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Just as dressing for the winter can be challenging, dealing with the summer heat also has its hurdles. The good news is that with the proper preparation, you can be active in the summer heat without overheating.

This article gives you information about:

  • How your body naturally keeps cool
  • How clothes fit into the cooling picture
  • Tips for staying cool and safe as you’re active in the heat
  • How to spot and treat heat exhaustion

How your body naturally keeps cool
When you’re at rest, your body keeps cool by radiating heat into the surrounding environment.

When you’re active, your body creates extra heat. To get rid of the extra heat, your body pumps more blood to the surface of your skin. This helps to radiate more heat away from the centre of your body and out into the environment. This is also why your face gets red when you’re active.

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Your body also gets rid of the extra heat by sweating. Sweat evaporates off your skin, which helps to cool your body. Sweat is the most important way your body keeps you cool when you’re active.

Some tips to help your body with its busy job of keeping cool:

  • Don’t wipe away the sweat too much. The sweat helps you cool, and if you wipe it away you hinder the cooling process.
  • Take advantage of breezes. Breezes help to take away your extra body heat.
  • Hang out in the shade. It’s always cooler in the shade.

The “cool” thing about being physically active on a regular basis is that your body learns to cool itself better and more quickly:

  • Your body is quicker to figure out when it’s hot.
  • You sweat sooner, which begins the cooling evaporation process sooner.
  • Sweat glands produce more sweat, allowing more heat to be carried away.
  • More blood vessels form near your skin, which helps to radiate that extra heat away from the centre of your body.

How clothes fit into the cooling picture
Clothes work against your body’s cooling systems. They block the radiating heat that’s trying to leave your body.

As tempting as our birthday suits are during the sweltering summer months, we have to stick with what our closet has to offer. Fortunately, some clothes make it easier to stay cool.

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Here are some tips:

  • Bring out the whites and pastels. Light-coloured fabrics reflect the sun’s rays.
  • Avoid layers and tight-fitting clothing. They trap heat close to your body.
  • Wear lightweight, breathable fabrics such as cotton, linen and synthetics. Research has shown that cotton is just as good as synthetics at keeping us cool.
  • Keep wearing clothes that have gotten wet. Whether your clothes are wet from sweat or that impromptu water fight, keep wearing them while you’re in the heat. The sweat or water will evaporate and help to keep you cool.

Tips for staying cool and safe as you’re active in the heat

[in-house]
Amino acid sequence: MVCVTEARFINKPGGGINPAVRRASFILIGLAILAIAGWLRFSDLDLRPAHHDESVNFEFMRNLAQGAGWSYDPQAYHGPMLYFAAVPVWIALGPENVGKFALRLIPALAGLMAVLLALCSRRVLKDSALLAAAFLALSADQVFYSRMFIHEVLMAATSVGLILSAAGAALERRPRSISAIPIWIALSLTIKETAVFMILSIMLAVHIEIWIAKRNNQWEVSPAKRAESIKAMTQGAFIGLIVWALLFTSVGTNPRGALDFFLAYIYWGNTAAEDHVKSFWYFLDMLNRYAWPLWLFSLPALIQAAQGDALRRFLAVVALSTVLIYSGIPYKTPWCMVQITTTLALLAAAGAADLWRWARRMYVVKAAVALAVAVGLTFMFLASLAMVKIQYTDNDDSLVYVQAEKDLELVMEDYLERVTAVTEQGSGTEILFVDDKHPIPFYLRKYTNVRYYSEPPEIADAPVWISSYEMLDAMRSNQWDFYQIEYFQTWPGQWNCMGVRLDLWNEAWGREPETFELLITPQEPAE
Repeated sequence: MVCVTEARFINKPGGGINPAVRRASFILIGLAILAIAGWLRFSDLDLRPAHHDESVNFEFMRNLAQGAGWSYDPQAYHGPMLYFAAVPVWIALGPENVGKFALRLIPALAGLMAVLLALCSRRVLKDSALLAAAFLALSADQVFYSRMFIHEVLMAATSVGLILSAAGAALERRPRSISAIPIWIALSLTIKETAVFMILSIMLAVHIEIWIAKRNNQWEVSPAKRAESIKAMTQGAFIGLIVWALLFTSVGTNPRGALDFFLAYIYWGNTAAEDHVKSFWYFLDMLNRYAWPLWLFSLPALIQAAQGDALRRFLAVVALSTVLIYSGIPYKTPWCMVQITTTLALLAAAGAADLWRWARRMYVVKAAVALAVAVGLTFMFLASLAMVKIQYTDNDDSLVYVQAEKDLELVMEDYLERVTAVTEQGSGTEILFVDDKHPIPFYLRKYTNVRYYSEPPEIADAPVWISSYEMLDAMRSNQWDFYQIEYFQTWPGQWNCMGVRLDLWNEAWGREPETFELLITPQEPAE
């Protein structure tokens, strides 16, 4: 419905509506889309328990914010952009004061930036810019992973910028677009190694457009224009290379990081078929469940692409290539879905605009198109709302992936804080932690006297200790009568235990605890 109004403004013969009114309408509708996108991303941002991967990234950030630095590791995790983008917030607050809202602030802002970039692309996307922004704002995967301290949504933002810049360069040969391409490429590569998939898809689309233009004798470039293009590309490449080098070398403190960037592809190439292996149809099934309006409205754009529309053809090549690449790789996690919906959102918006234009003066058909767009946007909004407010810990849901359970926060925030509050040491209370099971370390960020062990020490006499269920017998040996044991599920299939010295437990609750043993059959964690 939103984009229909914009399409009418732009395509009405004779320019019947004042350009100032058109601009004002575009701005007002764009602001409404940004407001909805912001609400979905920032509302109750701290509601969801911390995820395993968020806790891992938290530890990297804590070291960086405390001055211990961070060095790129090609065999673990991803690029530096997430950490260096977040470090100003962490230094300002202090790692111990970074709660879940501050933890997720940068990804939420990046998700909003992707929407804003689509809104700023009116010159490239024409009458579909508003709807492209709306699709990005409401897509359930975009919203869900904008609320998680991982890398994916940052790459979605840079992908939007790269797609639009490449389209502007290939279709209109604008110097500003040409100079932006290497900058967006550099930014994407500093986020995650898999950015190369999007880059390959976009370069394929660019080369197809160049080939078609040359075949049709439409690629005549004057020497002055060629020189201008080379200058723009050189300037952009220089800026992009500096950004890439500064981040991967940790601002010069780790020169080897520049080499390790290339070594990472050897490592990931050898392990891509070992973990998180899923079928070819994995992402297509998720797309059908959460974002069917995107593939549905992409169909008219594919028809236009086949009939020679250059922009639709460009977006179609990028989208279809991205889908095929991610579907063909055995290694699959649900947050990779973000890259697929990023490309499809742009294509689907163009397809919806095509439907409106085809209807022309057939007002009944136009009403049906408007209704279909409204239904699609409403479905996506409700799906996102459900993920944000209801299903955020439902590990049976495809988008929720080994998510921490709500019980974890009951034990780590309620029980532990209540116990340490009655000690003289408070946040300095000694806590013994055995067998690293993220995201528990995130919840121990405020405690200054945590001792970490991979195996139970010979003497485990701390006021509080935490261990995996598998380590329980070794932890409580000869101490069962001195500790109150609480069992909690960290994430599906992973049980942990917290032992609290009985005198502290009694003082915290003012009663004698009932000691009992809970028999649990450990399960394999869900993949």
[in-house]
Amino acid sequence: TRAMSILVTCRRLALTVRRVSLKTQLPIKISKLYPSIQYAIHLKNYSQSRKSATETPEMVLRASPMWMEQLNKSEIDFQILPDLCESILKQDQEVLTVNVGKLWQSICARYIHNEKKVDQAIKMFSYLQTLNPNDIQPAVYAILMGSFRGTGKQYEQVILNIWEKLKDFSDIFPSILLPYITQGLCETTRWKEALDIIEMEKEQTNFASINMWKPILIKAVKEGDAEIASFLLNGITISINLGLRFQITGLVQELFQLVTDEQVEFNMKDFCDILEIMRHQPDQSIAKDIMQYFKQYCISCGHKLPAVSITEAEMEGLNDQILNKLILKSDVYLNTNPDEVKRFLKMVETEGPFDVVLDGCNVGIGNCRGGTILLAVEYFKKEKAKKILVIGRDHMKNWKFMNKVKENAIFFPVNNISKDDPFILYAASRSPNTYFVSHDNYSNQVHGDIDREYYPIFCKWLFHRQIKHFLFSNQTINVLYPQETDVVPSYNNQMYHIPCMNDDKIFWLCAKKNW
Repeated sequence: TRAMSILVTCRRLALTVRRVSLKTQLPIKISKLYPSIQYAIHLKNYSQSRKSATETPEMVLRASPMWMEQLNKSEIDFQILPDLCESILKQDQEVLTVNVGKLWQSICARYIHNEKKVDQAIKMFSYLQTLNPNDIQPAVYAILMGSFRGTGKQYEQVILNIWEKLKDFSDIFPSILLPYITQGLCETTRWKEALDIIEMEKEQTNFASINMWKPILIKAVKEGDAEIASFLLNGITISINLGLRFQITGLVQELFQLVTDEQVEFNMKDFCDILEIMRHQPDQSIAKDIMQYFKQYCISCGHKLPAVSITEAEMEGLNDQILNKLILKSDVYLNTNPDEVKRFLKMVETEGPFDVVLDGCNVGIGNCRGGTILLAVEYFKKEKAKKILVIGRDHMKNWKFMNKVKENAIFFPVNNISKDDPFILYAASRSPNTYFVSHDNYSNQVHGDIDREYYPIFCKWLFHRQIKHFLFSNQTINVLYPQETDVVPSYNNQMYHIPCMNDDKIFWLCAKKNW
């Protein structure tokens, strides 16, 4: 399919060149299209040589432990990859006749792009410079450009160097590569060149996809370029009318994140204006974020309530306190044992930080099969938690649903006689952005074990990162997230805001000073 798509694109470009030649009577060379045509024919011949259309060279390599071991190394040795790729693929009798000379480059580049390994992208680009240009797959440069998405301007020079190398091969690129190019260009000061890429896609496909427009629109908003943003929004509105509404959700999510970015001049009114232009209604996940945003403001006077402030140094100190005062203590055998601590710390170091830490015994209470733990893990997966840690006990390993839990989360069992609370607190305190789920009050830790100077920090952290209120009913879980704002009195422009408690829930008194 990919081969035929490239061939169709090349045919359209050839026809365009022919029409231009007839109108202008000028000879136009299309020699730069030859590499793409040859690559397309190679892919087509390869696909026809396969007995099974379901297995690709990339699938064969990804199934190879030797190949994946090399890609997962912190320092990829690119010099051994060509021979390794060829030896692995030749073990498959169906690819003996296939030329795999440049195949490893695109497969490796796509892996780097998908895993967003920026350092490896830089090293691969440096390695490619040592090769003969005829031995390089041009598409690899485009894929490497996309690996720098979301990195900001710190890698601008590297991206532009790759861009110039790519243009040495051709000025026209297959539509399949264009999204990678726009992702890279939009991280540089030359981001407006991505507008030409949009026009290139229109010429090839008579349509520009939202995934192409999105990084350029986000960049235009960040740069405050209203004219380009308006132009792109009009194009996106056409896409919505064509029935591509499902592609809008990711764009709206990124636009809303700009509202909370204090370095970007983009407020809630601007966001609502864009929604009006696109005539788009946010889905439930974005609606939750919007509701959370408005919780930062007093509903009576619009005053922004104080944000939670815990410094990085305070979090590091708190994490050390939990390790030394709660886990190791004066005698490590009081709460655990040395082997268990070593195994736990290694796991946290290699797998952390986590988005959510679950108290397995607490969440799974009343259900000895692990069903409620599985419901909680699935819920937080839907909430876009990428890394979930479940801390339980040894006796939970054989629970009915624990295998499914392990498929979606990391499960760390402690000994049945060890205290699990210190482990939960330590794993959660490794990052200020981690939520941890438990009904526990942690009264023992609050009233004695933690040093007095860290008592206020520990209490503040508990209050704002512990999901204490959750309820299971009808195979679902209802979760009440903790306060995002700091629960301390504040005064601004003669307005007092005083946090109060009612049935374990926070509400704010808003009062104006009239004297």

Avoid peak sun hours (11 a.m.-2 p.m.), and stay in the shade when you can.

You need to replace the fluid and minerals you lose through sweating. So, if you plan to be active for over an hour, have a snack like a granola bar or some fruit and drink lots of fluids.

Here are some guidelines for fluid replacement:

  • Drink 400-600 ml of water two hours before you get active, and if it’s hot out, add another 250-500 ml.
  • During exercise you should drink 150-350 ml of water every 15-20 minutes.
  • Drink up after you finish exercising too.
  • Water is recommended only if you’re physically active for less than an hour. If you’re active for longer than an hour, you should drink a sports drink that contains carbohydrates and electrolytes.

It’s easier for adults than children to keep cool. We adults have more skin, so we can radiate more heat and evaporate more sweat. So keep an eye on the kids when it’s hot out. They will heat up and need to replace fluid faster than you.

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How to spot and treat heat exhaustion
Too much heat can lead to heat exhaustion, a dangerous heat-related condition.

Signs of heat exhaustion:

  • profuse sweating
  • pale skin
  • cool, moist skin
  • fast, shallow breathing
  • fast, weak pulse
  • headache
  • nausea, vomiting or diarrhea
  • dizziness, weakness or fainting
  • cramps
  • exhaustion

If someone experiences these symptoms, it’s important to take action right away. Heat exhaustion can lead to heatstroke, a serious condition that can lead to death.

Move the person to a shady or cooler area and position them so they’re lying comfortably. Get them to drink lots of cold fluids, and remove extra clothing and sports equipment. You should also try to cool them with cold water, cold towels and fans.

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If heat exhaustion symptoms do not improve in an hour, you should seek medical attention. If symptoms are severe, and especially if the person stops sweating or seems confused and disoriented, get medical help right away.

Here in Alberta, we have a short summer, and of course we want to make the most of activities and fun in the sun. Be active, have fun and stay safe.

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Learn more
Heat Exhaustion
This article from the Mayo Clinic explains what heat exhaustion is and how to treat it.

Heatstroke
This article from the Mayo Clinic explains what heatstroke is and how to treat it.

Water: How Much Should You Drink Every Day?
Drinking water is key to keeping cool. This article from the Mayo Clinic explains how much water you should be drinking during exercise as well as in other scenarios.

Hydration and Heat Illness Guidelines
Guidelines from the U.S. Soccer Federation about how to hydrate and prevent heat illness.

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